An Indiana woman escaped serious injury or death this week when an armed intruder broke into her home.
According to local reports, the intruder soon learned that his victim was prepared to defend herself, as explained in a subsequent 911 call.
“Looking through windows”
The Anderson resident called authorities early Wednesday morning to advise them that she shot a home invader. Upon arriving at the home, officers reportedly discovered a man lying unresponsive in an upstairs bedroom.
Madison County prosecutor Rodney Cummings confirmed that security footage backed up the woman’s version of events.
“Neighbors had videos of him parking in front of the residence and looking through windows, ultimately breaking through the door and pulling a weapon out,” he explained, according to Fox 59.
Audio evidence indicated that the intruder portrayed himself as a police officer, Cummings added.
“In your home is probably the most protected place you can be,” he concluded. “If you’re breaking into someone’s home in the middle of the night, if you don’t get shot or killed you should feel fortunate.”
“They fear being shot”
Although the gun-grabbing left might ignore such statistics, it is far from a rare occurrence for Americans to use firearms for self-defense. Furthermore, victims who resort to using a gun tend to fare better than those who try to resist using other means.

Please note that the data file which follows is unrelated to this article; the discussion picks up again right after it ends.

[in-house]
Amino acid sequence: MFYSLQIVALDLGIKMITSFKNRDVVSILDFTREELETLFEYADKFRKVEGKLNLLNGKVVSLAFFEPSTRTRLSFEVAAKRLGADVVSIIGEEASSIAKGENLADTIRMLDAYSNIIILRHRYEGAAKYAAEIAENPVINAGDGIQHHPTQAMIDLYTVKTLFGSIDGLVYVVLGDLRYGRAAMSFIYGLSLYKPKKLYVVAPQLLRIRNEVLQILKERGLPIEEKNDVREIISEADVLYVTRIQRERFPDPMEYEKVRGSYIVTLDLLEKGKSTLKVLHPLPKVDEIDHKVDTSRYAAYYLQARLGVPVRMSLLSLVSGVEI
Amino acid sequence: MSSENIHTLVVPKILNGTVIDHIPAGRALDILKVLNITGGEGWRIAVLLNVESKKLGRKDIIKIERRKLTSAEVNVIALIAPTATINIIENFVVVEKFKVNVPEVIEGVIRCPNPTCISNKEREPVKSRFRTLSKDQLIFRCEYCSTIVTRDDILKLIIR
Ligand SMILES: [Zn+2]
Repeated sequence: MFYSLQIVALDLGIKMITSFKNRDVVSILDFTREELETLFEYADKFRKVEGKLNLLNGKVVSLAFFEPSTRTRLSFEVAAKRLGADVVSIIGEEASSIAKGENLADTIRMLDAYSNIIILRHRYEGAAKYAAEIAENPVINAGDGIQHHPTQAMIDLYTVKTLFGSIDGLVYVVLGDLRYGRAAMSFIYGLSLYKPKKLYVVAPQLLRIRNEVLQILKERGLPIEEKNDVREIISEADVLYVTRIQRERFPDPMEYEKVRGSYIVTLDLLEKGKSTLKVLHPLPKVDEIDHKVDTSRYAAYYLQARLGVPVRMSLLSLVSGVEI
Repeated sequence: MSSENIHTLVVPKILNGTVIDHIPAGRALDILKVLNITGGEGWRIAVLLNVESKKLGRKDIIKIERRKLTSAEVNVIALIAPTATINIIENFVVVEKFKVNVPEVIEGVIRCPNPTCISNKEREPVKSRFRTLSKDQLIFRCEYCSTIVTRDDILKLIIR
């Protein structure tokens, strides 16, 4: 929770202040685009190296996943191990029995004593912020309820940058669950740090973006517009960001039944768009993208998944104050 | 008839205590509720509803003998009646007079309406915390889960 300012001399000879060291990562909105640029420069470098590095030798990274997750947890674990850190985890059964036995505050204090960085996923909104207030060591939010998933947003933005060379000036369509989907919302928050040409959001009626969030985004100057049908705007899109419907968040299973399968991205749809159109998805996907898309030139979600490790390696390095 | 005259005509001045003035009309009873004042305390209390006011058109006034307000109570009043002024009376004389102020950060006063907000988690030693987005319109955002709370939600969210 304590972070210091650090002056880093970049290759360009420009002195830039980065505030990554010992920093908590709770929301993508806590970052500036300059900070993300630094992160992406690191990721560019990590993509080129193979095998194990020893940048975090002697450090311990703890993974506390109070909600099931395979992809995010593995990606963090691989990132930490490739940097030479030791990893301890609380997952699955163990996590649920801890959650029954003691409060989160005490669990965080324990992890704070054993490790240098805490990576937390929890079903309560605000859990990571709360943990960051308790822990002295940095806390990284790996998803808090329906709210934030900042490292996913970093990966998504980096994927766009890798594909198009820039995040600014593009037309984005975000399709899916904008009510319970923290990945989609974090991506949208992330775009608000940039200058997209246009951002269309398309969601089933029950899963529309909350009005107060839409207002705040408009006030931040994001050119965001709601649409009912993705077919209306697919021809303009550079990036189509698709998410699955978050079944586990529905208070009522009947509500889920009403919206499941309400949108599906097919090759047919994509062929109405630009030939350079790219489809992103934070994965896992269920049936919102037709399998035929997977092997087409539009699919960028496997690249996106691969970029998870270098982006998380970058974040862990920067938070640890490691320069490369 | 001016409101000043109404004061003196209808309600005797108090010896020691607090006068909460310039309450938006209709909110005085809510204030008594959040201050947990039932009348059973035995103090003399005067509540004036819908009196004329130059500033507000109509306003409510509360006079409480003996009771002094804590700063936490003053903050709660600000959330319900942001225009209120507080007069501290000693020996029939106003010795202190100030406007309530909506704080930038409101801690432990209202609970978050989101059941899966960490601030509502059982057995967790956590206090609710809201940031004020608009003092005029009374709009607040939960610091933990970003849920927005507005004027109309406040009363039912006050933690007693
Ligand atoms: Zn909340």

Evidence also suggests that the mere presence of a firearm in someone’s home is often enough to dissuade would-be intruders. A survey of convicts found that 81% of respondents agreed that a “smart criminal always tries to find out if his potential victim is armed.”
Meanwhile, about three in four told pollsters burglars “avoid houses when people are home” in part because “they fear being shot.”
It is perhaps unsurprising, therefore, that the most common reason Americans say they choose to own a firearm is for protecting life and property.
A Gallup survey conducted about two years ago found that personal safety was the leading reason provided for owning a gun, followed by hunting and recreational shooting. As violent crime ticks up in cities across the United States, evidence also indicates that the number of Americans who favor stricter gun control legislation is on the decline.